Warner’s shooting range project now entangled in court actions

(Above: Norman Carlson, the founder and CEO of MadgeTech, Inc., the local high-tech business that employs almost 60 people, is fighting an effort to build a combination shooting range-gun retail store adjacent to his property on Warner Road.)

By Ray Carbone

CONCORD – The legal dispute between the town and Norman Carlson, founder and CEO of MadgeTech, Inc., moved a step closer to resolution at a hearing in the Merrimack County Superior Court last week.

Carlson, who owns the local 20-year-old, $10-million-per-year high tech firm, wants the court to overturn the zoning board of adjustment’s decision to allow the construction of a $1.4-million, 11,800 square-foot shooting range and retail gun store on property next to MadgeTech’s plant on Warner Road, by exit 7 off Interstate 93. Carlson says some of his 50-plus employees are concerned about their safety if the proposed high tech, 16-lane facility is built on the 2.9-acre lot adjacent to the Davisville State Forest.

‘When you’re raising your children, and right next door to you is a vacant lot and, if it’s developed, it will become a firearms facility with training, that’s a dramatic change.’ – Attorney Amy Manzelli

 

At the superior court hearing on Monday, June 26, Judge Richard McNamara reviewed several appeals that are related to the case.

The first is from Justin Carroll and Sarah Lansil, who live with their two children in a small building on MadgeTech’s property. Speaking on behalf of the couple, attorney Amy Manzelli said the town should have notified the couple about public hearings regarding the project, so the pair could make the town aware of their safety concerns.

But Michael Courtney, the town’s attorney, said that since Carrol and Lansil are month-to-month renters, and not property owners, the town was not obligated to notify them about the ZBA hearings.

Manzelli said that state regulations require towns to notify anyone who lives close to land where a significant usage change is being considered, regardless of their rental status. ”When you’re raising your children, and next door to you is a vacant lot and, if it’s developed, it will become a firearms facility with training, that’s a dramatic change,” she said.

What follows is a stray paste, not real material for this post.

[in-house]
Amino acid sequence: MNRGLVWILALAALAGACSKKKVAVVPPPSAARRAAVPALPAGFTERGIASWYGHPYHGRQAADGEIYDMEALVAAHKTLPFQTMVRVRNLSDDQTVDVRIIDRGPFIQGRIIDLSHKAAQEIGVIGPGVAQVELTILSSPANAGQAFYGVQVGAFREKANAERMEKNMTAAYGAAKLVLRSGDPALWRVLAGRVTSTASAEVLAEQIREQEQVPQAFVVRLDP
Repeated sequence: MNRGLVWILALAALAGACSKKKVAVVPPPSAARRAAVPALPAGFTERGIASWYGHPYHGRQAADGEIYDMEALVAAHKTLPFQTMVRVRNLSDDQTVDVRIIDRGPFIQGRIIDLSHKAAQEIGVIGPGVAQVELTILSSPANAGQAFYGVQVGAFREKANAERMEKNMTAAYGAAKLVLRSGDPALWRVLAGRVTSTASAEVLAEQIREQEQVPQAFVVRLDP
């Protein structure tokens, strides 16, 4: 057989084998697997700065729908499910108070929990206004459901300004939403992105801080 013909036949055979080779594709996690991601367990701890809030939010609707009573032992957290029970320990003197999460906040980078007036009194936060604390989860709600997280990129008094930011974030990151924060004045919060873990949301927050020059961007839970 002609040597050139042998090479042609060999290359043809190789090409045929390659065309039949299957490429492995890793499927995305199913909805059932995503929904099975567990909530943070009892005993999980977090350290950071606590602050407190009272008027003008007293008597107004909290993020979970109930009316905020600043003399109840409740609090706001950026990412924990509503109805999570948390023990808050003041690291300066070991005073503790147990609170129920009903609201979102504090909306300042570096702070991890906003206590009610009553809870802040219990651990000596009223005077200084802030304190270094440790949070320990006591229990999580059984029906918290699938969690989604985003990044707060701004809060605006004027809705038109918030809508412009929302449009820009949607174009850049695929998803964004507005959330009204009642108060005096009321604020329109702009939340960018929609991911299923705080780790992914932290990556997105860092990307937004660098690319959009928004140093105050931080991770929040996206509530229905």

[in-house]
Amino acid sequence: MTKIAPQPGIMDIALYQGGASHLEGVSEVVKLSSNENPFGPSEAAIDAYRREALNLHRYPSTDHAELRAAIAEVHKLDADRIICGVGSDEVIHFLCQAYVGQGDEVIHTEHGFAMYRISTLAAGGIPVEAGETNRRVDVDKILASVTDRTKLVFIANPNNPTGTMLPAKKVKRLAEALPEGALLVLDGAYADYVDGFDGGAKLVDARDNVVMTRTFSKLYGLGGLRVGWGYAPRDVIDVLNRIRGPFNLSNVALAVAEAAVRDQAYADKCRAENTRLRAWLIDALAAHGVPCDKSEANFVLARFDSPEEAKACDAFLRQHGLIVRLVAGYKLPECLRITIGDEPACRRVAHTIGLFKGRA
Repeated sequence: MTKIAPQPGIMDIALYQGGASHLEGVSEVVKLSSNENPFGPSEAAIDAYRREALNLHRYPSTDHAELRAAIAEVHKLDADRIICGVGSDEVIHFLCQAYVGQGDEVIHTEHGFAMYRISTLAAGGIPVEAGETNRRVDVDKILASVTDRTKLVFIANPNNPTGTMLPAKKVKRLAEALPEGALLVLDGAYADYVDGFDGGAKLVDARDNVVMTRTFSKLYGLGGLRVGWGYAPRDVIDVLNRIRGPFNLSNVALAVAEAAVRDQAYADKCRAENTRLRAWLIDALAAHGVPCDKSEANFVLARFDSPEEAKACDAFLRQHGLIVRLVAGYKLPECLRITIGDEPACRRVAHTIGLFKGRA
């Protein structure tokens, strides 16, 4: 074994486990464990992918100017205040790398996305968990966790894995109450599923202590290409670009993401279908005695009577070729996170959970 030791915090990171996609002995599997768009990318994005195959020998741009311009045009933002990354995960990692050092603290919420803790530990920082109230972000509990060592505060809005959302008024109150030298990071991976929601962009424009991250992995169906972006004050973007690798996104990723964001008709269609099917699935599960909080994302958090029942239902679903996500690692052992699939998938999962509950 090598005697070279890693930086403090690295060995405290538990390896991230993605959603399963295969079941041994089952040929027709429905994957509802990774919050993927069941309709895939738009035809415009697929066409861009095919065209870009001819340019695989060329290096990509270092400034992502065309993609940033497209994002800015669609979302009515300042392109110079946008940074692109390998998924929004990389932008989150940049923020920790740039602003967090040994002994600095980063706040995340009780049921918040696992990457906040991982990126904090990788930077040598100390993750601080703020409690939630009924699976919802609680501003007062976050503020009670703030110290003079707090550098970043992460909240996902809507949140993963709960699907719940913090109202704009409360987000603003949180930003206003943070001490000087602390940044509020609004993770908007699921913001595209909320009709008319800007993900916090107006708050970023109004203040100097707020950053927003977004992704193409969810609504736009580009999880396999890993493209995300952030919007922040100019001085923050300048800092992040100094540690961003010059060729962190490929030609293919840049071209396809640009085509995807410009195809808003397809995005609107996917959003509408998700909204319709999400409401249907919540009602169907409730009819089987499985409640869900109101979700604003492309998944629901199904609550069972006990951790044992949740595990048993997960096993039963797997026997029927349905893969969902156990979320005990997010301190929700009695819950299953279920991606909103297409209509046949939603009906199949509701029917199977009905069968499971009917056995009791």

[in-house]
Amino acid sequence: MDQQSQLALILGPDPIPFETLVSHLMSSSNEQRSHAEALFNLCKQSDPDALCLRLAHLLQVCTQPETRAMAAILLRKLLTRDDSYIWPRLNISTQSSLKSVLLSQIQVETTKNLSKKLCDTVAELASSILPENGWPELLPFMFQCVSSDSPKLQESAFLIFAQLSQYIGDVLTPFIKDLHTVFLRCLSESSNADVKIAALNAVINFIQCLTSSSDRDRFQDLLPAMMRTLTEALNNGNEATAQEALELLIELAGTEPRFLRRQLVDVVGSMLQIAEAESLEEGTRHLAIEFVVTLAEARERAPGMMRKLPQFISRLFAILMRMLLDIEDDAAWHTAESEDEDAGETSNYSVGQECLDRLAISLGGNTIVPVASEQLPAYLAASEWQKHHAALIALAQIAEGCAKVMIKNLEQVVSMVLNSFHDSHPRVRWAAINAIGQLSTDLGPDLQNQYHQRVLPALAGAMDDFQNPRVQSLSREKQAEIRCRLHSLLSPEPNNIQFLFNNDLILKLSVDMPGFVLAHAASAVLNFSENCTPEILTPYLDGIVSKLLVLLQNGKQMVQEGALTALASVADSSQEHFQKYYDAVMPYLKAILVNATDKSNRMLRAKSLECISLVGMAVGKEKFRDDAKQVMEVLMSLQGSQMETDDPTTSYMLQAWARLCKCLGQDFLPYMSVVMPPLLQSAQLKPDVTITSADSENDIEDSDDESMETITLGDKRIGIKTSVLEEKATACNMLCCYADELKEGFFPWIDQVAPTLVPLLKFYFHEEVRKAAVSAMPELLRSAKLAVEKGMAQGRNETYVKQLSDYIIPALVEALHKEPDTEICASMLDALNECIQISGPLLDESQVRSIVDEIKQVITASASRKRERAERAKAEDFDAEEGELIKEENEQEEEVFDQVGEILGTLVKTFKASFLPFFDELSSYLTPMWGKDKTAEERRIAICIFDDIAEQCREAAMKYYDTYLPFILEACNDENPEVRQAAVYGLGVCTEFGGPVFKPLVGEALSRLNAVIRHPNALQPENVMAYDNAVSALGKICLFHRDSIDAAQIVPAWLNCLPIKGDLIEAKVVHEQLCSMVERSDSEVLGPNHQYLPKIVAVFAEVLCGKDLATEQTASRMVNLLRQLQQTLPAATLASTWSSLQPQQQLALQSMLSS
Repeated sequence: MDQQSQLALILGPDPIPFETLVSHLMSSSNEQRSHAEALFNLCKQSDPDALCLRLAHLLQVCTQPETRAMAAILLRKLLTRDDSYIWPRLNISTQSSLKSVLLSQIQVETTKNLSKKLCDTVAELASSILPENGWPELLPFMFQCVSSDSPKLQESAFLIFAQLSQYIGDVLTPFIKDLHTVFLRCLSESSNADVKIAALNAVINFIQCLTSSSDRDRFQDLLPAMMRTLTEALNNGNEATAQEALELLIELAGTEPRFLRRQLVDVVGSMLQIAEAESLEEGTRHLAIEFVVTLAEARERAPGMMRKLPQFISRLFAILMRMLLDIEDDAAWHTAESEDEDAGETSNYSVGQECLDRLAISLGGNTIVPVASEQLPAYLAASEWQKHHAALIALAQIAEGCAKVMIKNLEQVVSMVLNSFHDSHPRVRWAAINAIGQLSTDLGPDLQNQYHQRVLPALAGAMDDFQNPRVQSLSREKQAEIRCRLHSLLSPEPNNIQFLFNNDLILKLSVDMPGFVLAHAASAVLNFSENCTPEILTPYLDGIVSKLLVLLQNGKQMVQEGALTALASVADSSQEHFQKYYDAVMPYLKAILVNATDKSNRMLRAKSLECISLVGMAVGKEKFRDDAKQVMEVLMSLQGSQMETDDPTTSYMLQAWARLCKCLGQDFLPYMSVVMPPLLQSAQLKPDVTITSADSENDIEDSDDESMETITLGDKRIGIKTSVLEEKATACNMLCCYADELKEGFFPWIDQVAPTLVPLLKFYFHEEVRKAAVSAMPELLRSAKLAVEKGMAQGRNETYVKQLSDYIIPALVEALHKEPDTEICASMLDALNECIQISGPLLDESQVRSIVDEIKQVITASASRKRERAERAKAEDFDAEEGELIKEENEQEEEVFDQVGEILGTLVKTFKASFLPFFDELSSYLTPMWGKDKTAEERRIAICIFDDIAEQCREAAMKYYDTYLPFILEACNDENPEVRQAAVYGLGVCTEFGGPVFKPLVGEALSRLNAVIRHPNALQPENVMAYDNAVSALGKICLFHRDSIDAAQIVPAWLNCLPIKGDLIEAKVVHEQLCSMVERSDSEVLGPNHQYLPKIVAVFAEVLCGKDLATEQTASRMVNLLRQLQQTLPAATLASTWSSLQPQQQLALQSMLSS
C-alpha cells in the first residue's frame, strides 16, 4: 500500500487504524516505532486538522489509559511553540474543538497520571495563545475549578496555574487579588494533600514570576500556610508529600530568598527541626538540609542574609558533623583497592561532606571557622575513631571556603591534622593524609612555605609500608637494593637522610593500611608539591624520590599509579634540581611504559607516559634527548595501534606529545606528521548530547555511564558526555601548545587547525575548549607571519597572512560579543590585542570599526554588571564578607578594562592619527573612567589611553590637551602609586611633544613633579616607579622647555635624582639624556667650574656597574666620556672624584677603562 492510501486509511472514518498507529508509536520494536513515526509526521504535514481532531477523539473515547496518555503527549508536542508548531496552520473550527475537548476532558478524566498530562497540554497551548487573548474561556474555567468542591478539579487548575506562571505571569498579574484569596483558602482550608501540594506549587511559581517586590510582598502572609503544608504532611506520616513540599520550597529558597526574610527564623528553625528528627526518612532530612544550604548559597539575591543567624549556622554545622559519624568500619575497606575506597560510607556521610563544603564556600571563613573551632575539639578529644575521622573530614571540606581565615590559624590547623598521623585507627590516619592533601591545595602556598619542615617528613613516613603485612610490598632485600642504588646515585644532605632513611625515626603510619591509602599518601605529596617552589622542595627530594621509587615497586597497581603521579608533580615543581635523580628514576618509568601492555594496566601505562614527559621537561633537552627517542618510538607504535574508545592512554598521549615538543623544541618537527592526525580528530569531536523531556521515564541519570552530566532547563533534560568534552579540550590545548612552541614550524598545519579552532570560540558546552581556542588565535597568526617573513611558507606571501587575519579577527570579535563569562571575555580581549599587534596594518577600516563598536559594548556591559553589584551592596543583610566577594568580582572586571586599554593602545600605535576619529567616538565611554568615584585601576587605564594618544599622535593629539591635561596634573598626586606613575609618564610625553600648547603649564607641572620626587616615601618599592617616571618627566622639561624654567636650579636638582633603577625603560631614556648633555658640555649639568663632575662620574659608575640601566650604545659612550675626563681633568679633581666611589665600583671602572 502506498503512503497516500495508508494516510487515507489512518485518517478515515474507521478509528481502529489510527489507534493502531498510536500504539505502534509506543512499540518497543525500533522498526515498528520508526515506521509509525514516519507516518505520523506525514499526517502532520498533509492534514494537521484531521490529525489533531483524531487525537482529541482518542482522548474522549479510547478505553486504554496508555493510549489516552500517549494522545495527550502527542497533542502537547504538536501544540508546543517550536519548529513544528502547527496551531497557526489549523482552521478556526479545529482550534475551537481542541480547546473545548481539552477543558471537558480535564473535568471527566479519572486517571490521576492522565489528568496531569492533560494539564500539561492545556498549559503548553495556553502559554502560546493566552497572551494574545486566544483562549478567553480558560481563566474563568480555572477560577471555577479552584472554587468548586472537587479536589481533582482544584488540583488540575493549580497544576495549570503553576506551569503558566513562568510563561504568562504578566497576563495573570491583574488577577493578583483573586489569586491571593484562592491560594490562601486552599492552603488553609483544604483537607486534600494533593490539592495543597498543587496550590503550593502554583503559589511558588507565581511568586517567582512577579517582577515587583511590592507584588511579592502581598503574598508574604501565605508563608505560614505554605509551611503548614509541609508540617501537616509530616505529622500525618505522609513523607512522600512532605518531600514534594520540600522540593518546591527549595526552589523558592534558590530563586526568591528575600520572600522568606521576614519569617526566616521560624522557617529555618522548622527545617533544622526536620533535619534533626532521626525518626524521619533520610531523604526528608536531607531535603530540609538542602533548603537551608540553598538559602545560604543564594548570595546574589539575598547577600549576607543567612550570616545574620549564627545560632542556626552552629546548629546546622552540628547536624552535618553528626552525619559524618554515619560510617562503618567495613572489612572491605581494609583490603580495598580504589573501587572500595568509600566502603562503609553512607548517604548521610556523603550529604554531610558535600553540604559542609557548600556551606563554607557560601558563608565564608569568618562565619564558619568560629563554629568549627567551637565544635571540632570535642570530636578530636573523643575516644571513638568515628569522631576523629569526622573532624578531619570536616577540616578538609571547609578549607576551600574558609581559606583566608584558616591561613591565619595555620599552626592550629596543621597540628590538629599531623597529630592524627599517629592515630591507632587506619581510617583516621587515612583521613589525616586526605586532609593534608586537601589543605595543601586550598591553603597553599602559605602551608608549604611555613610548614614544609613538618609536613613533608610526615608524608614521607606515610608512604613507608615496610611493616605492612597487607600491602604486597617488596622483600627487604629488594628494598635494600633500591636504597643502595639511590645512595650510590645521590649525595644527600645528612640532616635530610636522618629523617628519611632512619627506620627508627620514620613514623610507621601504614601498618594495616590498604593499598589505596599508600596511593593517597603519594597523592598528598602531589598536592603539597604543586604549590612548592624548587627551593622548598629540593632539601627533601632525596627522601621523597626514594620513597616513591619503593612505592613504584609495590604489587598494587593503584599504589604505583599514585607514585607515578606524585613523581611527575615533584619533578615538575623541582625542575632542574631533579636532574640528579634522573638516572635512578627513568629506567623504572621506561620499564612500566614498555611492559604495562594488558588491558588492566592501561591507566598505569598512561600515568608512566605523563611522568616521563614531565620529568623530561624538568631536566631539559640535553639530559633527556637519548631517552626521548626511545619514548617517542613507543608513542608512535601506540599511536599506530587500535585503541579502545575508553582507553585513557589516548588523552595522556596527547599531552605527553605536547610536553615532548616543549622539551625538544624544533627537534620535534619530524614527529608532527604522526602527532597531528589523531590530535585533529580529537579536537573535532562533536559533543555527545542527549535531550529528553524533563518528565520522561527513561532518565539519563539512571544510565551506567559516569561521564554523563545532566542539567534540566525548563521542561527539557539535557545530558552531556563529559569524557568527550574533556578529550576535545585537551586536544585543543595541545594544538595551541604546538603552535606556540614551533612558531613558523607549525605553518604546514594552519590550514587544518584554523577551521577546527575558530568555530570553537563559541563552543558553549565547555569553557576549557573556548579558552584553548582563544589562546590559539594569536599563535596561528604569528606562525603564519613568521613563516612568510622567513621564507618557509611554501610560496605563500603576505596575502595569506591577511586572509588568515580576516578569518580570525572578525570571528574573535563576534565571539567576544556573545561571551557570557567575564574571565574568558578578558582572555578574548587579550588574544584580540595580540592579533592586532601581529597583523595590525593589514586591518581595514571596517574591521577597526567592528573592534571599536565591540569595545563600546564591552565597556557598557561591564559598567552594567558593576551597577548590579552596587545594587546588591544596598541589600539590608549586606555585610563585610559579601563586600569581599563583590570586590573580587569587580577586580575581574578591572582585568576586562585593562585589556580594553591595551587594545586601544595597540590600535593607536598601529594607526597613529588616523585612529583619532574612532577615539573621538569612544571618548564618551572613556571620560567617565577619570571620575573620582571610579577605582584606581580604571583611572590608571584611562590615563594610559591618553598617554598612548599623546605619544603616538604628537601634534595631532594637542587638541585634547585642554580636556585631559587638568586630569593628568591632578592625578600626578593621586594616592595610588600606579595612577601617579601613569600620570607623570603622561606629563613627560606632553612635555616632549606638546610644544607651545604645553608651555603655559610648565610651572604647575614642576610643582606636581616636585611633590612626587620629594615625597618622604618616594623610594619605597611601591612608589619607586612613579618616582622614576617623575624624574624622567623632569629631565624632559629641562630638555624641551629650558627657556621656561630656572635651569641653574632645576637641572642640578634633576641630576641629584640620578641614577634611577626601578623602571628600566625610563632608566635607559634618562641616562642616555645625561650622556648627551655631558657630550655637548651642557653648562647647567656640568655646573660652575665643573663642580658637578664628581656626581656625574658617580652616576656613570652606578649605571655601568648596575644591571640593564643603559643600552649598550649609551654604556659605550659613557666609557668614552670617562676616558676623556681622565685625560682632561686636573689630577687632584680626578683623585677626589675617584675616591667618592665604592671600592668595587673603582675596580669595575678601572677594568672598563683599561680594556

Courtney later suggested that the couple had waited too long before making their concerns known to town officials. “We’re somewhat troubled by the timing,” the attorney told the judge, noting that public hearings began in April but Carroll and Lansil filed their request to be heard by the court just a few weeks ago.

In addition, the town counsel noted that the lot where developer Eric Miller wants to build his shooting range is in a commercially-zone part of town, so the family should have expected that a business enterprise could be constructed near their rented home.

In another action, the town requests that the judge instruct the zoning board of adjustment to rehear the original project proposal, but only as it relates to the question of whether the shooting range/retail store should be been considered of “regional importance.” A regional-importance designation would have allowed Hopkinton residents who have expressed caution about the location of the shooting range, just three miles from Hopkinton Middle High School, as well as representatives of the Central New Hampshire Planning Commission to address the ZBA.

Meanwhile, Paul Alfano and John F. Hayes, the lawyers representing Carlson’s businesses, asked that more than 200 pages of additional information about the project and the proposed site be added to the town’s official planning records. The materials contain data that was not provided to the ZBA before the group approved the plan, the attorneys argued.

A second filing asks the judge to have the town abandon all its previous actions related to the firearms proposal, and that it restart the entire planning over from the beginning.

At the meeting’s conclusion, Judge McNamara said that he would consider all the requests together, and announce his decisions soon.

Afterwards, if necessary, McNamara said he would rule on the larger question of how the town boards should proceed with the shooting range/retail store application.

This story first appeared in the InterTown Record of Sutton, New Hampshire, on July 4, 2017.

 

 

 

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